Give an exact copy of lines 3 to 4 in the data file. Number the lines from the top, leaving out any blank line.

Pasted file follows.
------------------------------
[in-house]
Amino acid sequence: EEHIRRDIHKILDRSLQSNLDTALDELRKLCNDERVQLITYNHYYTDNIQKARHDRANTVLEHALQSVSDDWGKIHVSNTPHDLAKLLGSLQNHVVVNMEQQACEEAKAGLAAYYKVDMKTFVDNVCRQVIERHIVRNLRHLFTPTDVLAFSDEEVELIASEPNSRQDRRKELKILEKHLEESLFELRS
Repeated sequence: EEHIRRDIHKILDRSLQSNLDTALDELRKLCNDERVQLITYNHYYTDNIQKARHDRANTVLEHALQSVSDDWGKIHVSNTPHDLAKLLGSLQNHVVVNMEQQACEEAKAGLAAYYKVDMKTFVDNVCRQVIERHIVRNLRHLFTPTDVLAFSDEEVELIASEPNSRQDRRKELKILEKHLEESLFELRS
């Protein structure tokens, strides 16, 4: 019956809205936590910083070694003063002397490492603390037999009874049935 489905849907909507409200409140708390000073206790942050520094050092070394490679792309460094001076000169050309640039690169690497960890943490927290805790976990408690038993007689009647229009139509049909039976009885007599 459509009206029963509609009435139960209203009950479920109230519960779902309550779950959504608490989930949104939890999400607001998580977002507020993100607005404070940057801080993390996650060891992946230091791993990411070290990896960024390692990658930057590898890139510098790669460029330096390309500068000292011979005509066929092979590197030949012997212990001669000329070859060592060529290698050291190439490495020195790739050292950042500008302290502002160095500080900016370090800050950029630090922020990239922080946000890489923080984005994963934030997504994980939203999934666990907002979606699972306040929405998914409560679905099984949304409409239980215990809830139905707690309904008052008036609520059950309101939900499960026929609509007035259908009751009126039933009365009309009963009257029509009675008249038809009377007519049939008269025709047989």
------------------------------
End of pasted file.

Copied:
Repeated sequence: EEHIRRDIHKILDRSLQSNLDTALDELRKLCNDERVQLITYNHYYTDNIQKARHDRANTVLEHALQSVSDDWGKIHVSNTPHDLAKLLGSLQNHVVVNMEQQACEEAKAGLAAYYKVDMKTFVDNVCRQVIERHIVRNLRHLFTPTDVLAFSDEEVELIASEPNSRQDRRKELKILEKHLEESLFELRS
């Protein structure tokens, strides 16, 4: 019956809205936590910083070694003063002397490492603390037999009874049935 489905849907909507409200409140708390000073206790942050520094050092070394490679792309460094001076000169050309640039690169690497960890943490927290805790976990408690038993007689009647229009139509049909039976009885007599 459509009206029963509609009435139960209203009950479920109230519960779902309550779950959504608490989930949104939890999400607001998580977002507020993100607005404070940057801080993390996650060891992946230091791993990411070290990896960024390692990658930057590898890139510098790669460029330096390309500068000292011979005509066929092979590197030949012997212990001669000329070859060592060529290698050291190439490495020195790739050292950042500008302290502002160095500080900016370090800050950029630090922020990239922080946000890489923080984005994963934030997504994980939203999934666990907002979606699972306040929405998914409560679905099984949304409409239980215990809830139905707690309904008052008036609520059950309101939900499960026929609509007035259908009751009126039933009365009309009963009257029509009675008249038809009377007519049939008269025709047989």